by Stephen Downes
Dec 09, 2016
The Future Trends Forum at the Campus Technology conference, 2016
Stephen Downes, Dec 09, 2016, Bryan Alexander, Boston, Massachusetts
Dean Groom comments circumspectly about a phenomenon that has long existed in ed tech, the self-promotion of people in social media by people seeking to become recognized as authorities by dint of claiming ownership over words and inventions, forming self-referential circles of non-competitive entrepreneurs, and domination of various Twitter hastag discussions He writes, "It is a deliberate practice of seeking illusory power and influence based on nothing more than entertainment, names and naming." And it causes real harm. "The explosion of media messages these people flood into the media discourse is deliberate. It ensures there is no way to reconcile conflicting claims about what is good."
This is a nice corrective to the recent panic about children's screen time. Their parents account for more than their own fair share! "On any given day, parents of American tweens and teens average more than nine hours with screen media each day. Eighty-two percent of that time (almost eight hours) is devoted to personal screen media activities such as watching TV, social networking, and video gaming, with the rest used for work." It has not helped them spot fake news. The full report (52 page PDF) is available, but you may have to go through an intrusive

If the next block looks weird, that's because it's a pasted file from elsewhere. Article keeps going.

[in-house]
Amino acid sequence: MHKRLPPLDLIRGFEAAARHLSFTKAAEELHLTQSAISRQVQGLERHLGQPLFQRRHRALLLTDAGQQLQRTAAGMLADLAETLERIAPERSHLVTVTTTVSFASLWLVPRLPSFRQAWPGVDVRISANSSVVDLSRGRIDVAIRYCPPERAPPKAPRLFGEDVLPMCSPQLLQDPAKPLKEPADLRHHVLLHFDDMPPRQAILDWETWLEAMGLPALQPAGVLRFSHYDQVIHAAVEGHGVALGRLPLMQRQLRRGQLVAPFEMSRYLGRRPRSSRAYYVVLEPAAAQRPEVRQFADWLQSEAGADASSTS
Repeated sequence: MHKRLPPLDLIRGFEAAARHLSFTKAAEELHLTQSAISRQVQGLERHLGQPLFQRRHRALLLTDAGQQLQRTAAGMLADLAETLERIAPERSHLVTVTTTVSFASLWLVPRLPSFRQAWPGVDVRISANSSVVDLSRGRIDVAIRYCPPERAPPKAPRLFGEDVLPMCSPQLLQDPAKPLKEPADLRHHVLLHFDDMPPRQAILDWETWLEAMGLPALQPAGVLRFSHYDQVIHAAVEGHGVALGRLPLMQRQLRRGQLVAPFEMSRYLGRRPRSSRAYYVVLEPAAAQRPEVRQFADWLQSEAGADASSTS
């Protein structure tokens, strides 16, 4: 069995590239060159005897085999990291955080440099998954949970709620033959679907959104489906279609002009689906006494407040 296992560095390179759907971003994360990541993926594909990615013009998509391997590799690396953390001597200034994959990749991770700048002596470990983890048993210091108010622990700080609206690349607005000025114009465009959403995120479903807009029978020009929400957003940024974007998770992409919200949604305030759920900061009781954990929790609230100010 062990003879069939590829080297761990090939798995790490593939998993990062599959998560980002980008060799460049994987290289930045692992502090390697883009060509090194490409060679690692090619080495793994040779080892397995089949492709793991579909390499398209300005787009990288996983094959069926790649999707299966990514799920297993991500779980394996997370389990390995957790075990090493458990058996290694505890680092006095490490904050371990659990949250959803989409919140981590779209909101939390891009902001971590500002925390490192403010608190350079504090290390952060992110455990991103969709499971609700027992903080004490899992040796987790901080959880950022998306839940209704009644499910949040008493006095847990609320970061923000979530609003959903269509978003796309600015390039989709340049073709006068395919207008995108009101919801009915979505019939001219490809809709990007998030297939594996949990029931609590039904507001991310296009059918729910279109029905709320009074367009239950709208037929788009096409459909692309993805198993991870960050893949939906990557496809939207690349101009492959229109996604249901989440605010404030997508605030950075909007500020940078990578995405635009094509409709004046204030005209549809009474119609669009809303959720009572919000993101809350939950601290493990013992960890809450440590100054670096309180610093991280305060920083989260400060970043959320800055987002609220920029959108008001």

spam info collection registration process. See also coverage on KidScreen.
According to this news release, "the OLC Quality Scorecard uses research-based benchmarks and standards of excellence to help higher education institutions evaluate their online and blended learning programs." By demail, Jennifer Mathes wrote, "OLC has announced that our Course Design Review (through a partnership with SUNY) and the new Quality Course Teaching and Instructional Practice (QCTIP) Scorecard are available on the OLC website with our full Suite of Quality Scorecards. These tools are available in a PDF format for anyone to download." These should be useful to a wide audience.
When I've worked in the Arab world the question has come up frequently about the public perception of the quality of online learning. This study of respondents from the business sector in Oman and Egypt confirms that there are doubts about the quality of online learning in the region. "Traditional degrees are still more preferable than online degrees in the Arab world for many reasons, such as the reality of online interaction between students and the instructor and among students, accessibility resources, credibility of online universities, and quality of content."
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